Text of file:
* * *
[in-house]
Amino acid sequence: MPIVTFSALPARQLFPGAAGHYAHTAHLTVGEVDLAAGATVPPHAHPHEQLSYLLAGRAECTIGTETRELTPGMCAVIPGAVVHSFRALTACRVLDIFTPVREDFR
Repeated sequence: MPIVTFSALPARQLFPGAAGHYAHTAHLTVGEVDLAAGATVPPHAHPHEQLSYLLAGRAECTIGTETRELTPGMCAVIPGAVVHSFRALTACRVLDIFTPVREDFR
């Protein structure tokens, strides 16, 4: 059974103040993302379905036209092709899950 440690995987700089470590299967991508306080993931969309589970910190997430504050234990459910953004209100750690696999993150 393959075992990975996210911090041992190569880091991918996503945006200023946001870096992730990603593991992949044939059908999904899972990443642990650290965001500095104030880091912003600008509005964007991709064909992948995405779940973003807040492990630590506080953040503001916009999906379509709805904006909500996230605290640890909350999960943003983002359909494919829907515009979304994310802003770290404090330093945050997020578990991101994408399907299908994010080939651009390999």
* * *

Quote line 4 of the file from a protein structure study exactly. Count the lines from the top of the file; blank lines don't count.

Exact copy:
């Protein structure tokens, strides 16, 4: 059974103040993302379905036209092709899950 440690995987700089470590299967991508306080993931969309589970910190997430504050234990459910953004209100750690696999993150 393959075992990975996210911090041992190569880091991918996503945006200023946001870096992730990603593991992949044939059908999904899972990443642990650290965001500095104030880091912003600008509005964007991709064909992948995405779940973003807040492990630590506080953040503001916009999906379509709805904006909500996230605290640890909350999960943003983002359909494919829907515009979304994310802003770290404090330093945050997020578990991101994408399907299908994010080939651009390999």